Griffith, Gareth, Tim M. Morris, Matt Tudball, Annie Herbert, Giulia Mancano, Lindsey Pike, Gemma C. Sharp, Tom M. Palmer, George Davey Smith, Kate Tilling, Luisa Zuccolo, Neil M. Davies, and Gibran Hemani. 2020. Collider Bias undermines our understanding of COVID-19 disease risk and severity. MedRxiv Preprint

Munafo, Marcus R., Kate Tilling, Amy E. Taylor, David M. Evans, and George Davey Smith. 2018. Collider Scope: When Selection Bias Can Substantially Influence Observed Associations. International Journal of Epidemiology 47 (1): 226-35.

Miguel Angel Luque-Fernandez, Michael Schomaker, Daniel Redondo-Sanchez, Maria Jose Sanchez Perez, Anand Vaidya, Mireille E Schnitzer. 2019. Educational Note: Paradoxical collider effect in the analysis of non-communicable disease epidemiological data: a reproducible illustration and web application International Journal of Epidemiology, 48(2): 640-653.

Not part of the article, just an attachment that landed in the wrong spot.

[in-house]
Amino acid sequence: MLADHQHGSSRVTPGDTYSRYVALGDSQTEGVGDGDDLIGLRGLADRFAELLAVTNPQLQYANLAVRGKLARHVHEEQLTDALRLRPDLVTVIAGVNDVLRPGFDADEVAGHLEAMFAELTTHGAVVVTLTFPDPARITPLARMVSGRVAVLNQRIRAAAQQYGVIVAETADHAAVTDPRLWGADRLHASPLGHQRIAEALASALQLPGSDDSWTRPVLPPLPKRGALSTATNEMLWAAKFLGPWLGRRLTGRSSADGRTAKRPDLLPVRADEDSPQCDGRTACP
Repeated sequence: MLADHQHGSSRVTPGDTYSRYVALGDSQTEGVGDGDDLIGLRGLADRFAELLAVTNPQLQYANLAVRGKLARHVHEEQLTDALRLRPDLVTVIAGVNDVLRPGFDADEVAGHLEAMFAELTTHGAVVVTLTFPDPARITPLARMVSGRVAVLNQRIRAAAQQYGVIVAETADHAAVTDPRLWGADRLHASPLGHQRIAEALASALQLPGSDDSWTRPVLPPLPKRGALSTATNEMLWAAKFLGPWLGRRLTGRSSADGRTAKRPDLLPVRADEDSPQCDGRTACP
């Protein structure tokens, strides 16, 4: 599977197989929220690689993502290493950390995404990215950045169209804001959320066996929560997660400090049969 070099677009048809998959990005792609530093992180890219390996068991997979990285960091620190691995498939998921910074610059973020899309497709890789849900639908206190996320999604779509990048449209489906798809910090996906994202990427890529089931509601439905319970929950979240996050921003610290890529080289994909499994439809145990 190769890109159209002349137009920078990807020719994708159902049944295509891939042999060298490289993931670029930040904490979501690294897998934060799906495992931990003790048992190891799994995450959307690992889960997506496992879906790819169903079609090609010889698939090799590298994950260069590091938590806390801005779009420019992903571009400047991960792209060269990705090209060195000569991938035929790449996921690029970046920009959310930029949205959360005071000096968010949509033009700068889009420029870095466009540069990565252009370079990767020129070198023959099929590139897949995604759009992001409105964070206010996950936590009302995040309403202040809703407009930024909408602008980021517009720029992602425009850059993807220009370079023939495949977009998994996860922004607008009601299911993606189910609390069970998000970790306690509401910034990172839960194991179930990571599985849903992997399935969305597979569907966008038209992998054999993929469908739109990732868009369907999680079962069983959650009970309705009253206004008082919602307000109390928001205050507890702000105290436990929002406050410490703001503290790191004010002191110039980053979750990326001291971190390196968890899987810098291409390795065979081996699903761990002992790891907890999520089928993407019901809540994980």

Smith LH, and VanderWeele TJ. 2019. Bounding bias due to selection. Epidemiology. 30(4): 509-516.

Elwert, Felix, and Christopher Winship. 2014. Endogenous Selection Bias: The Problem of Conditioning on a Collider Variable. Annual Review of Sociology 40 (July): 31-53.

Cole, Stephen R., Robert W. Platt, Enrique F. Schisterman, Haitao Chu, Daniel Westreich, David Richardson, and Charles Poole. 2010. Illustrating Bias due to Conditioning on a Collider. International Journal of Epidemiology 39 (2): 417-20.

Groenwold, Rolf H. H., Tom M. Palmer, Kate Tilling. 2020. Conditioning on a mediator to adjust for unmeasured confounding OSF Preprint

#### Pedagogical Resources

The following apps give an informative introduction to collider bias in observational data, and allow the user to explore possible relationships.Sensitivity Analysis for Selection Bias website. Smith LH, and Vanderweele TJ. 2019.

CollideR app. Luque-Fernandez et al. 2019.

Bias app. Groenwold, Palmer, and Tilling. 2019.

These R Packages allow a user to define a DAG and simulate data from it, which can inform the size of bias for a specified model.

`lavaan`

R Package
Rosseel. 2012.
`dagitty`

R Package
Textor et al. 2016.
`simMixedDAG`

R Package